The soldiers and the shepherdess
Each year, wounded soldiers travel to Lourdes to seek healing and hope
By Seth Robson
After being blinded in a mortar attack while serving in Iraq in 2006, Capt. Ivan Castro said he felt “disgruntled” with God. A soldier with the 82nd Airborne Division, Castro suffered a number of other injuries, too, including broken bones and the loss of a finger. But his blindness, he said, felt like punishment.
“Losing your sight is not an easy thing to overcome,” he says. “I was upset with the Lord. Why should I receive this punishment?”
But while he was at Walter Reed Army Medical Center in Washington, D.C., for surgery, he attended Mass, and a priest told him about the opportunity to visit Lourdes, France, where a young shepherd girl, Bernadette Soubirous, reported seeing apparitions of the Virgin Mary in 1858. The waters at Lourdes have been renowned for their allegedly miraculous healing properties, and 6 million people make a pilgrimage to the site each year in the hope of miracle cures.
Each year, there is a worldwide military pilgrimage to Lourdes. This year’s event, the 52nd annual trip, is scheduled for May 21 to 23.
Castro and his wife, Evelyn Galvis — along with another wounded soldier and his wife — made the pilgrimage last year, thanks to the Knights of Malta. The Knights, a 1,000-year-old Order that once cared for pilgrims and defended the Holy Land, routinely bring wounded U.S. soldiers to Lourdes to bathe in the waters.
Also known as the Knights Hospitaller, the order was founded in Jerusalem in 1080 to care for Christian pilgrims. It later became a religious and military organization that defended the Holy Land until the area was conquered by Islam in the 13th century. The order still operates hospitals for the sick and poor all over the world, including the Holy Family Hospital in Bethlehem, a free maternity hospital for people of any faith, said Jeff Ludwig, a modern-day Knight of Malta.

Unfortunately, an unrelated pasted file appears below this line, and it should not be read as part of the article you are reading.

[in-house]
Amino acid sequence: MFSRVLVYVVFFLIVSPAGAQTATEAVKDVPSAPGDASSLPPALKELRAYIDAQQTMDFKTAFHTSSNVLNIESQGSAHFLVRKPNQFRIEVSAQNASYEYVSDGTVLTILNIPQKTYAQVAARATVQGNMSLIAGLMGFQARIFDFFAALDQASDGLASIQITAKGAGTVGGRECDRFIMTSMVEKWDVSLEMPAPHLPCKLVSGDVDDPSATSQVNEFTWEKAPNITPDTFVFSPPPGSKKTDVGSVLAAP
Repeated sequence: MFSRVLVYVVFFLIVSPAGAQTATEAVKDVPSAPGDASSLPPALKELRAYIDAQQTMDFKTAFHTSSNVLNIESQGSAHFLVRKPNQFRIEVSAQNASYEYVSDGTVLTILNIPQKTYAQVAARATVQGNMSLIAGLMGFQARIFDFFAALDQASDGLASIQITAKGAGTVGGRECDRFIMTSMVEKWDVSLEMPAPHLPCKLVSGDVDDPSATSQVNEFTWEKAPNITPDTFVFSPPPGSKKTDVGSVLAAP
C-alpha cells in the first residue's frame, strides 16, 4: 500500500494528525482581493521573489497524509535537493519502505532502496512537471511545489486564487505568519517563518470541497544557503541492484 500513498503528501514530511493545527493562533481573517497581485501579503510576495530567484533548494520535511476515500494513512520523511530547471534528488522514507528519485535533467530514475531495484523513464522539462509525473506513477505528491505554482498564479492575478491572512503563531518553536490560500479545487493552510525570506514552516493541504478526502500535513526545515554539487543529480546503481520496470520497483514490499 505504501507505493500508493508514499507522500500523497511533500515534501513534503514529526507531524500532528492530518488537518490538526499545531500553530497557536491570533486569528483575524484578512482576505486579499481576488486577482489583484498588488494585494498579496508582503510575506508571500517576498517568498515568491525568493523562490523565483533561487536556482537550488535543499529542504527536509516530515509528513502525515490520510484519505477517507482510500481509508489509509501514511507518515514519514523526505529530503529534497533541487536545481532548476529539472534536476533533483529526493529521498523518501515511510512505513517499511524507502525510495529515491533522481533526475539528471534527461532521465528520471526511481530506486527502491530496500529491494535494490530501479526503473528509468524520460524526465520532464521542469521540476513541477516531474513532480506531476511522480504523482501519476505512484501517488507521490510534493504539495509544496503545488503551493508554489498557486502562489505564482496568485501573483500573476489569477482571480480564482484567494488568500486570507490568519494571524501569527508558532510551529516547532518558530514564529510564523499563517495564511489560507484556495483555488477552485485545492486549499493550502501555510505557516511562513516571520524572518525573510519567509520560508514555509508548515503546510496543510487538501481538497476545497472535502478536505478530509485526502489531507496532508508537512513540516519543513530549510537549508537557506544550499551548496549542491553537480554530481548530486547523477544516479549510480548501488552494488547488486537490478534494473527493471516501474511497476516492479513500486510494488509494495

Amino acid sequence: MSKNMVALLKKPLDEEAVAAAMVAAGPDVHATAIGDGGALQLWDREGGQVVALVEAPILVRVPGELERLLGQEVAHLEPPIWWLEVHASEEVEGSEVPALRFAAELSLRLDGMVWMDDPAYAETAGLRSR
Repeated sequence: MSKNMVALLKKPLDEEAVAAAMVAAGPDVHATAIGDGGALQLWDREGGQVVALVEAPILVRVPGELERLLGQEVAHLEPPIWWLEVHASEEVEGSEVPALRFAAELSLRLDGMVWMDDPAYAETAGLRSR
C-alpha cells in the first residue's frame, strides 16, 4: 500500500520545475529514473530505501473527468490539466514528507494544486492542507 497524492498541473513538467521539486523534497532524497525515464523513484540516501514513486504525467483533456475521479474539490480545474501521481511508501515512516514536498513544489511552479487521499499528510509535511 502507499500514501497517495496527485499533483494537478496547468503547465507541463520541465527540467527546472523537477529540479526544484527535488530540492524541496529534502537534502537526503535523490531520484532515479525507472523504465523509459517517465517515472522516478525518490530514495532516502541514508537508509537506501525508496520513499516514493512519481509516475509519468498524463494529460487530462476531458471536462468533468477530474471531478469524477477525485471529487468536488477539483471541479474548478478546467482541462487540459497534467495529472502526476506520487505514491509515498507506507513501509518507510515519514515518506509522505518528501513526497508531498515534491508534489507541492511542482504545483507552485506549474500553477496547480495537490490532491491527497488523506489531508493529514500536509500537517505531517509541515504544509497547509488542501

“We are the oldest existing order of Catholic chivalry in the world,” he says.
In recent years, the Knights have funded trips for about a dozen wounded U.S. soldiers — Catholics who suffered combat wounds in Iraq or Afghanistan. Their injuries range from lost limbs to traumatic brain injury, post-traumatic stress disorder, and blindness, Ludwig says. “The impact (for soldiers visiting Lourdes) is that there is healing for everybody there, whether it is spiritual or emotional or physical.”
Castro was not miraculously healed at Lourdes, but he says he met other pilgrims there whose suffering helped put things in perspective.
Over time, he says, he came to terms with his disability. “It’s all up to your attitude and the people you surround yourself with and the support you have,” Castro says. “If you are feeling sorry for yourself you are not going to get anywhere.”
But Lourdes has helped Castro — and others — in another way.
“For veterans, the visit has helped them reconcile their lives, regardless of what the circumstances are,” says Ludwig. “Every warrior feels remorse about lost life on the battlefield. One can come to a holy place and have an opportunity to reflect on life and seek reconciliation, which is one of the promises to all Catholics — forgiveness.” CD